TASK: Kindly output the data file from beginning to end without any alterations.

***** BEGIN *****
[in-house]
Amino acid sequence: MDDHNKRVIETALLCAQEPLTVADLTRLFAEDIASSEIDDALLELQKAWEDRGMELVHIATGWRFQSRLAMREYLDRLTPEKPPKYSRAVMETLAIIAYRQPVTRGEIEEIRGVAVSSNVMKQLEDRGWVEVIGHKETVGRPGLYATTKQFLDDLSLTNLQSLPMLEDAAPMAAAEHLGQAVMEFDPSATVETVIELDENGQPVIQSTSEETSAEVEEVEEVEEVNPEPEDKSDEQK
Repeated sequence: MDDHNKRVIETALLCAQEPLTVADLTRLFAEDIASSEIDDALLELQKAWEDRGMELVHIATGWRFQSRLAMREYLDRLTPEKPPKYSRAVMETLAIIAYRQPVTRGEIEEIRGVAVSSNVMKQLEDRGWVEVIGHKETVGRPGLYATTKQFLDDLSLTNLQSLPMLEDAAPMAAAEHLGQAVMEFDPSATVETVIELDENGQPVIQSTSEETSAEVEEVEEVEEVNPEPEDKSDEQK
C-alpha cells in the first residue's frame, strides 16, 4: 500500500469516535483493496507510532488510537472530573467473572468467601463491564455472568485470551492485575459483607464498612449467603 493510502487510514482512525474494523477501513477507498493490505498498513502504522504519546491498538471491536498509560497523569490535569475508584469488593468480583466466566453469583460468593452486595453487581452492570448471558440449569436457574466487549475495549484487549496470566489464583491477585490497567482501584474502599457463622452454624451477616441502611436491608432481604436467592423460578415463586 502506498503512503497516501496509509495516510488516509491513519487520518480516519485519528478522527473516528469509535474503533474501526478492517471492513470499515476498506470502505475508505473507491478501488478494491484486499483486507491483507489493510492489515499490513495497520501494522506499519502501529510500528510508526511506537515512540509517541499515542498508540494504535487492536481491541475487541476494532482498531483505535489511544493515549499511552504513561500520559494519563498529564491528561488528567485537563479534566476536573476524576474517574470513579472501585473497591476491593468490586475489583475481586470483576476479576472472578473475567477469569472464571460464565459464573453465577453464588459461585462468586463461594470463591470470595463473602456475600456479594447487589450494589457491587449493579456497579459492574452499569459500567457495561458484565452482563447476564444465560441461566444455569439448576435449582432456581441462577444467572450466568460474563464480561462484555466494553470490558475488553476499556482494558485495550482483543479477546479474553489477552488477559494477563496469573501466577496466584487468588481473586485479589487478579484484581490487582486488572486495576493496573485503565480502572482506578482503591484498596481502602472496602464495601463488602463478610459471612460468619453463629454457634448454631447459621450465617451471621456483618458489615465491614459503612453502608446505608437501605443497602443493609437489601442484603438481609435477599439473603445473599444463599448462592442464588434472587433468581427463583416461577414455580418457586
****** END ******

[in-house]
Amino acid sequence: MDDHNKRVIETALLCAQEPLTVADLTRLFAEDIASSEIDDALLELQKAWEDRGMELVHIATGWRFQSRLAMREYLDRLTPEKPPKYSRAVMETLAIIAYRQPVTRGEIEEIRGVAVSSNVMKQLEDRGWVEVIGHKETVGRPGLYATTKQFLDDLSLTNLQSLPMLEDAAPMAAAEHLGQAVMEFDPSATVETVIELDENGQPVIQSTSEETSAEVEEVEEVEEVNPEPEDKSDEQK
Repeated sequence: MDDHNKRVIETALLCAQEPLTVADLTRLFAEDIASSEIDDALLELQKAWEDRGMELVHIATGWRFQSRLAMREYLDRLTPEKPPKYSRAVMETLAIIAYRQPVTRGEIEEIRGVAVSSNVMKQLEDRGWVEVIGHKETVGRPGLYATTKQFLDDLSLTNLQSLPMLEDAAPMAAAEHLGQAVMEFDPSATVETVIELDENGQPVIQSTSEETSAEVEEVEEVEEVNPEPEDKSDEQK
C-alpha cells in the first residue's frame, strides 16, 4: 500500500469516535483493496507510532488510537472530573467473572468467601463491564455472568485470551492485575459483607464498612449467603 493510502487510514482512525474494523477501513477507498493490505498498513502504522504519546491498538471491536498509560497523569490535569475508584469488593468480583466466566453469583460468593452486595453487581452492570448471558440449569436457574466487549475495549484487549496470566489464583491477585490497567482501584474502599457463622452454624451477616441502611436491608432481604436467592423460578415463586 502506498503512503497516501496509509495516510488516509491513519487520518480516519485519528478522527473516528469509535474503533474501526478492517471492513470499515476498506470502505475508505473507491478501488478494491484486499483486507491483507489493510492489515499490513495497520501494522506499519502501529510500528510508526511506537515512540509517541499515542498508540494504535487492536481491541475487541476494532482498531483505535489511544493515549499511552504513561500520559494519563498529564491528561488528567485537563479534566476536573476524576474517574470513579472501585473497591476491593468490586475489583475481586470483576476479576472472578473475567477469569472464571460464565459464573453465577453464588459461585462468586463461594470463591470470595463473602456475600456479594447487589450494589457491587449493579456497579459492574452499569459500567457495561458484565452482563447476564444465560441461566444455569439448576435449582432456581441462577444467572450466568460474563464480561462484555466494553470490558475488553476499556482494558485495550482483543479477546479474553489477552488477559494477563496469573501466577496466584487468588481473586485479589487478579484484581490487582486488572486495576493496573485503565480502572482506578482503591484498596481502602472496602464495601463488602463478610459471612460468619453463629454457634448454631447459621450465617451471621456483618458489615465491614459503612453502608446505608437501605443497602443493609437489601442484603438481609435477599439473603445473599444463599448462592442464588434472587433468581427463583416461577414455580418457586